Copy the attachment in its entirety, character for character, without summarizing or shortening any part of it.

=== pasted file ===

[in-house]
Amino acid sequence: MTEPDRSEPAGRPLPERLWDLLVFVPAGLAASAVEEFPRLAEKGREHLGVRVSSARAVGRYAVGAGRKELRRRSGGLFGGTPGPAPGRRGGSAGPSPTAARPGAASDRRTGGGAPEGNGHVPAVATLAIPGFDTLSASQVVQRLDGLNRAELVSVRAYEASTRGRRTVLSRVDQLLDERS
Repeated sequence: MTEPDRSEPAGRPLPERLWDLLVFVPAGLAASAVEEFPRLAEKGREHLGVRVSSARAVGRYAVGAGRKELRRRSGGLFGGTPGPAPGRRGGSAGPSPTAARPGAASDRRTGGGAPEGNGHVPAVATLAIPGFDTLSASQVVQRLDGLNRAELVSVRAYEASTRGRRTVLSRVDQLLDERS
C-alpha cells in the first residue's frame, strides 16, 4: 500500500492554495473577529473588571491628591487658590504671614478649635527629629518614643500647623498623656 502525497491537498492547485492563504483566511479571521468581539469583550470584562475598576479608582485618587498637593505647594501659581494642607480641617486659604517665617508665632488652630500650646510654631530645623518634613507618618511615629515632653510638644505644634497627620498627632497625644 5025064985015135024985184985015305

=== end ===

[in-house]
Amino acid sequence: MTEPDRSEPAGRPLPERLWDLLVFVPAGLAASAVEEFPRLAEKGREHLGVRVSSARAVGRYAVGAGRKELRRRSGGLFGGTPGPAPGRRGGSAGPSPTAARPGAASDRRTGGGAPEGNGHVPAVATLAIPGFDTLSASQVVQRLDGLNRAELVSVRAYEASTRGRRTVLSRVDQLLDERS
Repeated sequence: MTEPDRSEPAGRPLPERLWDLLVFVPAGLAASAVEEFPRLAEKGREHLGVRVSSARAVGRYAVGAGRKELRRRSGGLFGGTPGPAPGRRGGSAGPSPTAARPGAASDRRTGGGAPEGNGHVPAVATLAIPGFDTLSASQVVQRLDGLNRAELVSVRAYEASTRGRRTVLSRVDQLLDERS
C-alpha cells in the first residue's frame, strides 16, 4: 500500500492554495473577529473588571491628591487658590504671614478649635527629629518614643500647623498623656 502525497491537498492547485492563504483566511479571521468581539469583550470584562475598576479608582485618587498637593505647594501659581494642607480641617486659604517665617508665632488652630500650646510654631530645623518634613507618618511615629515632653510638644505644634497627620498627632497625644 5025064985015135024985184985015305